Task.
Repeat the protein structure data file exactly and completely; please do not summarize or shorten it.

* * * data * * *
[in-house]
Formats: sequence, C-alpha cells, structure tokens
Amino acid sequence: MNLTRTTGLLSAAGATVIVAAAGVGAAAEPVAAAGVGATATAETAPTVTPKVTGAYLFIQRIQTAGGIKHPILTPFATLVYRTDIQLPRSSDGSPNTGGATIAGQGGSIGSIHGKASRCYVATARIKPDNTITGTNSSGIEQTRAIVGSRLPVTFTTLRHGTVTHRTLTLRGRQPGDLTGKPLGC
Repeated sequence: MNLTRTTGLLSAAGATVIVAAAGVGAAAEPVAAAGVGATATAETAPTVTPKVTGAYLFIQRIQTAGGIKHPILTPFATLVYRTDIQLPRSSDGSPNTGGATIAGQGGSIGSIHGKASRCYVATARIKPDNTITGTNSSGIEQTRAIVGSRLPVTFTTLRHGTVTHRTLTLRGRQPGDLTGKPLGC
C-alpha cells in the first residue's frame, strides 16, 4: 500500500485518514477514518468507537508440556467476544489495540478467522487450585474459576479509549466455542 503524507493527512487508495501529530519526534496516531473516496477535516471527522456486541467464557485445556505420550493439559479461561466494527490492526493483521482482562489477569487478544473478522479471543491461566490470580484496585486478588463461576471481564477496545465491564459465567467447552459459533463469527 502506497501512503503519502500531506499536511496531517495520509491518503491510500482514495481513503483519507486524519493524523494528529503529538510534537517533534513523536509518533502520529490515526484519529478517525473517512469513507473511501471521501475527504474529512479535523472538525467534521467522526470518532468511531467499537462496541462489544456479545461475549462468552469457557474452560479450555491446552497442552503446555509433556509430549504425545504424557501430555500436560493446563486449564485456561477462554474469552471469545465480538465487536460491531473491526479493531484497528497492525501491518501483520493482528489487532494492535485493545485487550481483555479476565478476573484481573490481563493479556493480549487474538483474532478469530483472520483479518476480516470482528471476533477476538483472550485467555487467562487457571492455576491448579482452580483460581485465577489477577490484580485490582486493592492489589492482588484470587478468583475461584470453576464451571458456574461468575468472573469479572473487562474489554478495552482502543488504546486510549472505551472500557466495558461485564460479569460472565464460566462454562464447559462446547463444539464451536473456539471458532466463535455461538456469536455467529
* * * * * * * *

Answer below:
[in-house]
Formats: sequence, C-alpha cells, structure tokens
Amino acid sequence: MNLTRTTGLLSAAGATVIVAAAGVGAAAEPVAAAGVGATATAETAPTVTPKVTGAYLFIQRIQTAGGIKHPILTPFATLVYRTDIQLPRSSDGSPNTGGATIAGQGGSIGSIHGKASRCYVATARIKPDNTITGTNSSGIEQTRAIVGSRLPVTFTTLRHGTVTHRTLTLRGRQPGDLTGKPLGC
Repeated sequence: MNLTRTTGLLSAAGATVIVAAAGVGAAAEPVAAAGVGATATAETAPTVTPKVTGAYLFIQRIQTAGGIKHPILTPFATLVYRTDIQLPRSSDGSPNTGGATIAGQGGSIGSIHGKASRCYVATARIKPDNTITGTNSSGIEQTRAIVGSRLPVTFTTLRHGTVTHRTLTLRGRQPGDLTGKPLGC
C-alpha cells in the first residue's frame, strides 16, 4: 500500500485518514477514518468507537508440556467476544489495540478467522487450585474459576479509549466455542 503524507493527512487508495501529530519526534496516531473516496477535516471527522456486541467464557485445556505420550493439559479461561466494527490492526493483521482482562489477569487478544473478522479471543491461566490470580484496585486478588463461576471481564477496545465491564459465567467447552459459533463469527 502506497501512503503519502500531506499536511496531517495520509491518503491510500482514495481513503483519507486524519493524523494528529503529538510534537517533534513523536509518533502520529490515526484519529478517525473517512469513507473511501471521501475527504474529512479535523472538525467534521467522526470518532468511531467499537462496541462489544456479545461475549462468552469457557474452560479450555491446552497442552503446555509433556509430549504425545504424557501430555500436560493446563486449564485456561477462554474469552471469545465480538465487536460491531473491526479493531484497528497492525501491518501483520493482528489487532494492535485493545485487550481483555479476565478476573484481573490481563493479556493480549487474538483474532478469530483472520483479518476480516470482528471476533477476538483472550485467555487467562487457571492455576491448579482452580483460581485465577489477577490484580485490582486493592492489589492482588484470587478468583475461584470453576464451571458456574461468575468472573469479572473487562474489554478495552482502543488504546486510549472505551472500557466495558461485564460479569460472565464460566462454562464447559462446547463444539464451536473456539471458532466463535455461538456469536455467529